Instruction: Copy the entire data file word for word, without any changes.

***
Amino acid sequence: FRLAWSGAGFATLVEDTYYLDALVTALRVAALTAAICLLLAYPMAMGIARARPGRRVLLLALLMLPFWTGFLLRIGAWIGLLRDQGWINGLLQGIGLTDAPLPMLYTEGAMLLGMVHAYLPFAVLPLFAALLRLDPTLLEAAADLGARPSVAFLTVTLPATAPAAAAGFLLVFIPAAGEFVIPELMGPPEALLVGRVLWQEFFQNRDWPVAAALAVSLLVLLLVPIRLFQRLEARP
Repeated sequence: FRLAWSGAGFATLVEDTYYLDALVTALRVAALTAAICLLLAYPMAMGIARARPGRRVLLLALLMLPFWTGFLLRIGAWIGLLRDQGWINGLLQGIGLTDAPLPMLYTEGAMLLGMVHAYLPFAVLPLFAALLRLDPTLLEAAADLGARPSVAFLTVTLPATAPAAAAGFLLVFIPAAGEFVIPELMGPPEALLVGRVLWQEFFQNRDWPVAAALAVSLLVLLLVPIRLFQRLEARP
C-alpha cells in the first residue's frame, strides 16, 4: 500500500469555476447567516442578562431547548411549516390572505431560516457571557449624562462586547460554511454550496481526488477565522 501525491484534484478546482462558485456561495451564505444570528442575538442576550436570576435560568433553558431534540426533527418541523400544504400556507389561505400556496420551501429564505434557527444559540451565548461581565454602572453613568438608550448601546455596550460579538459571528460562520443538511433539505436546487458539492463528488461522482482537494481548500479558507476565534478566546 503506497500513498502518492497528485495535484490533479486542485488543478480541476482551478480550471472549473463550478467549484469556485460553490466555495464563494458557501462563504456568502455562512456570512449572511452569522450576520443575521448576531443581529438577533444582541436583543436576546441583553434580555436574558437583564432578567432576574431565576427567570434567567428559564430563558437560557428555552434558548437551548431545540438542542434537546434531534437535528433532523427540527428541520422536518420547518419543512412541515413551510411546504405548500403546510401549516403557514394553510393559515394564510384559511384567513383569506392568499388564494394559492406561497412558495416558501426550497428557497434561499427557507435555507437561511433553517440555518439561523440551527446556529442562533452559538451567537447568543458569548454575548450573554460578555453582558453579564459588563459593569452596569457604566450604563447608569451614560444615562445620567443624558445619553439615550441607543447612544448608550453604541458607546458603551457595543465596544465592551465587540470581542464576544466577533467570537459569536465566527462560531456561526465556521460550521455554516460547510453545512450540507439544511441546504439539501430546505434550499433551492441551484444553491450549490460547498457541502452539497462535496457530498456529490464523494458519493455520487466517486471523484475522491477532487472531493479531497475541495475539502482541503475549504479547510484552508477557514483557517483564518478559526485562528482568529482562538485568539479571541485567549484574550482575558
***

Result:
Amino acid sequence: FRLAWSGAGFATLVEDTYYLDALVTALRVAALTAAICLLLAYPMAMGIARARPGRRVLLLALLMLPFWTGFLLRIGAWIGLLRDQGWINGLLQGIGLTDAPLPMLYTEGAMLLGMVHAYLPFAVLPLFAALLRLDPTLLEAAADLGARPSVAFLTVTLPATAPAAAAGFLLVFIPAAGEFVIPELMGPPEALLVGRVLWQEFFQNRDWPVAAALAVSLLVLLLVPIRLFQRLEARP
Repeated sequence: FRLAWSGAGFATLVEDTYYLDALVTALRVAALTAAICLLLAYPMAMGIARARPGRRVLLLALLMLPFWTGFLLRIGAWIGLLRDQGWINGLLQGIGLTDAPLPMLYTEGAMLLGMVHAYLPFAVLPLFAALLRLDPTLLEAAADLGARPSVAFLTVTLPATAPAAAAGFLLVFIPAAGEFVIPELMGPPEALLVGRVLWQEFFQNRDWPVAAALAVSLLVLLLVPIRLFQRLEARP
C-alpha cells in the first residue's frame, strides 16, 4: 500500500469555476447567516442578562431547548411549516390572505431560516457571557449624562462586547460554511454550496481526488477565522 501525491484534484478546482462558485456561495451564505444570528442575538442576550436570576435560568433553558431534540426533527418541523400544504400556507389561505400556496420551501429564505434557527444559540451565548461581565454602572453613568438608550448601546455596550460579538459571528460562520443538511433539505436546487458539492463528488461522482482537494481548500479558507476565534478566546 503506497500513498502518492497528485495535484490533479486542485488543478480541476482551478480550471472549473463550478467549484469556485460553490466555495464563494458557501462563504456568502455562512456570512449572511452569522450576520443575521448576531443581529438577533444582541436583543436576546441583553434580555436574558437583564432578567432576574431565576427567570434567567428559564430563558437560557428555552434558548437551548431545540438542542434537546434531534437535528433532523427540527428541520422536518420547518419543512412541515413551510411546504405548500403546510401549516403557514394553510393559515394564510384559511384567513383569506392568499388564494394559492406561497412558495416558501426550497428557497434561499427557507435555507437561511433553517440555518439561523440551527446556529442562533452559538451567537447568543458569548454575548450573554460578555453582558453579564459588563459593569452596569457604566450604563447608569451614560444615562445620567443624558445619553439615550441607543447612544448608550453604541458607546458603551457595543465596544465592551465587540470581542464576544466577533467570537459569536465566527462560531456561526465556521460550521455554516460547510453545512450540507439544511441546504439539501430546505434550499433551492441551484444553491450549490460547498457541502452539497462535496457530498456529490464523494458519493455520487466517486471523484475522491477532487472531493479531497475541495475539502482541503475549504479547510484552508477557514483557517483564518478559526485562528482568529482562538485568539479571541485567549484574550482575558